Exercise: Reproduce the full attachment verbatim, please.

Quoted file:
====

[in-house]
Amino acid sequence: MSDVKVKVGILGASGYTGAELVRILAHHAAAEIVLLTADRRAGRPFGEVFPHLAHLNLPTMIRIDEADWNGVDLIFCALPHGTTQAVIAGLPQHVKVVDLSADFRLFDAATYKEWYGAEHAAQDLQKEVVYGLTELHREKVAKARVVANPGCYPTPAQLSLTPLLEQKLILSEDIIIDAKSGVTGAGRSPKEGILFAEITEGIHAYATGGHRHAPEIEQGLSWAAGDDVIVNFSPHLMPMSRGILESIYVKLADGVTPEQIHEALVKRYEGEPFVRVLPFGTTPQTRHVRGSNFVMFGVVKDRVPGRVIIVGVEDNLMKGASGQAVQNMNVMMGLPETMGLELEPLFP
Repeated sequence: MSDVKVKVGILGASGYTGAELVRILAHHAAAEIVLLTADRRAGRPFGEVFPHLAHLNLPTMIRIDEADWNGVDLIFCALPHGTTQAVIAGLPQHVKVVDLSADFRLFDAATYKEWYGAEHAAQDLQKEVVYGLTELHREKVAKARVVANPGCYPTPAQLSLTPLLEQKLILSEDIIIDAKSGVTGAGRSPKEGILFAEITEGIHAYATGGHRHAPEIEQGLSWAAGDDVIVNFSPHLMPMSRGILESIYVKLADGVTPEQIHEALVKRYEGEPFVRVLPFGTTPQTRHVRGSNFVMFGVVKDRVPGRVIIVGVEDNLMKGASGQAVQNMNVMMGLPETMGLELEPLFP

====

[in-house]
Amino acid sequence: MSDVKVKVGILGASGYTGAELVRILAHHAAAEIVLLTADRRAGRPFGEVFPHLAHLNLPTMIRIDEADWNGVDLIFCALPHGTTQAVIAGLPQHVKVVDLSADFRLFDAATYKEWYGAEHAAQDLQKEVVYGLTELHREKVAKARVVANPGCYPTPAQLSLTPLLEQKLILSEDIIIDAKSGVTGAGRSPKEGILFAEITEGIHAYATGGHRHAPEIEQGLSWAAGDDVIVNFSPHLMPMSRGILESIYVKLADGVTPEQIHEALVKRYEGEPFVRVLPFGTTPQTRHVRGSNFVMFGVVKDRVPGRVIIVGVEDNLMKGASGQAVQNMNVMMGLPETMGLELEPLFP
Repeated sequence: MSDVKVKVGILGASGYTGAELVRILAHHAAAEIVLLTADRRAGRPFGEVFPHLAHLNLPTMIRIDEADWNGVDLIFCALPHGTTQAVIAGLPQHVKVVDLSADFRLFDAATYKEWYGAEHAAQDLQKEVVYGLTELHREKVAKARVVANPGCYPTPAQLSLTPLLEQKLILSEDIIIDAKSGVTGAGRSPKEGILFAEITEGIHAYATGGHRHAPEIEQGLSWAAGDDVIVNFSPHLMPMSRGILESIYVKLADGVTPEQIHEALVKRYEGEPFVRVLPFGTTPQTRHVRGSNFVMFGVVKDRVPGRVIIVGVEDNLMKGASGQAVQNMNVMMGLPETMGLELEPLFP